Among all of the other interests I have, film is way up there. I probably would not have enjoyed being a film student, however, nursing at the teat of some arrogant man in a black turtleneck who pooh-poohs every original thought a woman has. It would have taken all the joy out of movies for me.
When I was a little girl, it was a real treat to pile in the car with my two sisters and two brothers to head to the cinema for the latest G-rated classic. We saw "The Love Bug," "Peter Pan," "The Ghost and Mr. Chicken," "Clarence the Cross-Eyed Lion," and many others. The aroma of the popcorn, the murmuring of the audience before the previews started (and there were far fewer previews back then), and the sweet taste of an icy Coke all served to imprint magic onto my soul. I tried to pass on that tradition to my kids, though now we forego popcorn and Coke in favor of bottled water.
In just an hour or so, we are heading out to grab some dinner and then immerse ourselves in yet another movie - "August Rush." I've heard very good things about it, and I love Keri Russell. She's a fresh face among the usual emaciated skeletons rattling across the screen. She was wonderful in "Waitress," which I just watched again the other night. (I was sad to find out that Adrienne Shelley, the writer and director of "Waitress," was murdered before her little indie masterpiece was debuted at Sundance.) The movie adaptation of McEwan's "Atonement" looks very good, but watching a very hungry looking Kiera Knightley in filmy gowns might make me a little ill. She's a beautiful girl. Why must she have starved herself to such miniscule proportions? We wonder why our girls have such terrible self-images, and then we parade these starving women in front of them constantly, saying, "This is beauty!" No, it's not.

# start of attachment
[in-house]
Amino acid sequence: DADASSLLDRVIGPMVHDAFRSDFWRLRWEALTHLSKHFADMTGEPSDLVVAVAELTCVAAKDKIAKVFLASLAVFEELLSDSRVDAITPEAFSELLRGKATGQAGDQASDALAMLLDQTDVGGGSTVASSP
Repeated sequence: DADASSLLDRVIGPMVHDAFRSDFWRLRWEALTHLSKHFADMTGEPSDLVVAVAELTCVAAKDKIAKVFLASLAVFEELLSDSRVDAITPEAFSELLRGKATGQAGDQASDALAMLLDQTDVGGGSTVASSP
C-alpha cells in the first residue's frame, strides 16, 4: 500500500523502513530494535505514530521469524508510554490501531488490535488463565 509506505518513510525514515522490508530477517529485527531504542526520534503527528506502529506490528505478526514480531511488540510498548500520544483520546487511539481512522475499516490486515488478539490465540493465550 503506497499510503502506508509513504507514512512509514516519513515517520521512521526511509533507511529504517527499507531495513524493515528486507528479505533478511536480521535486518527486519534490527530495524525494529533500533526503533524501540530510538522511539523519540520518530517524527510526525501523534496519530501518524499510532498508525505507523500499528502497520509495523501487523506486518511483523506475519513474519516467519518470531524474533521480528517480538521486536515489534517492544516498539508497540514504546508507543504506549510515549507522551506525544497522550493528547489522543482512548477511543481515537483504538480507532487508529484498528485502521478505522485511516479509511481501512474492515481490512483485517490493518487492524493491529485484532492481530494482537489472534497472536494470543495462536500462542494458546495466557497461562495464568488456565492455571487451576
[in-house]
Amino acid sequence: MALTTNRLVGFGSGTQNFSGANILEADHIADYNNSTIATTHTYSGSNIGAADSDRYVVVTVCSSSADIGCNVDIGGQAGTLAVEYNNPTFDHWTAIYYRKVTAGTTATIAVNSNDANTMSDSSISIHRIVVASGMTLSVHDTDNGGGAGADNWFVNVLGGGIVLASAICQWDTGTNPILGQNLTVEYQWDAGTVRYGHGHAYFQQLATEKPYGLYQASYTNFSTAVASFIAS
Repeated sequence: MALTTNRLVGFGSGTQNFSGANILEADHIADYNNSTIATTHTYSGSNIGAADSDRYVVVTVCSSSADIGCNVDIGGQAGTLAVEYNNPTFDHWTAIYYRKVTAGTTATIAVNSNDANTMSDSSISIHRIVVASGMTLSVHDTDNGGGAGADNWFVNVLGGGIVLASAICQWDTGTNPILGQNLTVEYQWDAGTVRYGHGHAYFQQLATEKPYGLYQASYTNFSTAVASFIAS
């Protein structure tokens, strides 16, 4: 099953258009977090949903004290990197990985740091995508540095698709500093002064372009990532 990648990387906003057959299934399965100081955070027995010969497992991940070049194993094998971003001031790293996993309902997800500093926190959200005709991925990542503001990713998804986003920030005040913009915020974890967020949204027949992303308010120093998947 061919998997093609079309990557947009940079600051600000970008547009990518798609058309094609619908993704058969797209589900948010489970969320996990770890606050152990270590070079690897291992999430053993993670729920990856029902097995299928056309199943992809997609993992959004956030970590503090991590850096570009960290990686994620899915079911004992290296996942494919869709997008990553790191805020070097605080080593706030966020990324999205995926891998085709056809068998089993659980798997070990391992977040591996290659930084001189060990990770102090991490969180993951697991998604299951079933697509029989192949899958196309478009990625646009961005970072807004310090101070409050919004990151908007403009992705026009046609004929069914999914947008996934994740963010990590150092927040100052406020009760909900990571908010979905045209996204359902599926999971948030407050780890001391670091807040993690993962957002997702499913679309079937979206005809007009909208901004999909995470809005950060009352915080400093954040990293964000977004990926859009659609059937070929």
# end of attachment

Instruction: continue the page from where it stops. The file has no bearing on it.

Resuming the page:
There has to be a balance. We should not be obese or morbidly obese, and yet there is an explosion of people needing gastric bypass surgeries in this country (and other countries that have been influenced by our bad eating habits). We should not be starving ourselves, yet we are forcing our models and actresses to be a size 0. Look at Victoria Beckham (Posh Spice). In older pictures she actually looked like a healthy woman. Now she looks like a stiff wind would carry her away. Her face looks stern and severe, not pouty. One can only imagine what she looks like in person, if the camera adds ten pounds.
It's ridiculous, really. We judge those in past eras in China who bound women's feet in the name of beauty. Are we so different? I can't wear most of the shoes they make for women. Those shoes keep podiatrists, chiropractors, reflexologists, and surgeons in business. I wear a more modest heel, if any. Most of time you'll find me in my Rockports. Yeah, I know that Stacy London wouldn't like it, but oh well.
Hopefully Keri Russell will not look so emaciated in this movie. I want to get lost in the film, not in wondering how a starving woman keeps going. I'm going to go in with a full belly (not overly so) and a bottle of water. When the lights go down, I'll drift once more into my love affair with film. I'm hoping for a strong plot, deep characterization, and a satisfying climax.
Oh, by the way, my spinal tap went well yesterday. The only thing I felt was the lidocaine shot to numb up the area. Once I was numb, I never felt another thing. The doctor was very good at it. I didn't get the headache either, just fatigue and a sore back today. I should have my results in about two weeks. In the meantime, I'll just keep on keeping on.
Peace, and happy movie watching! - D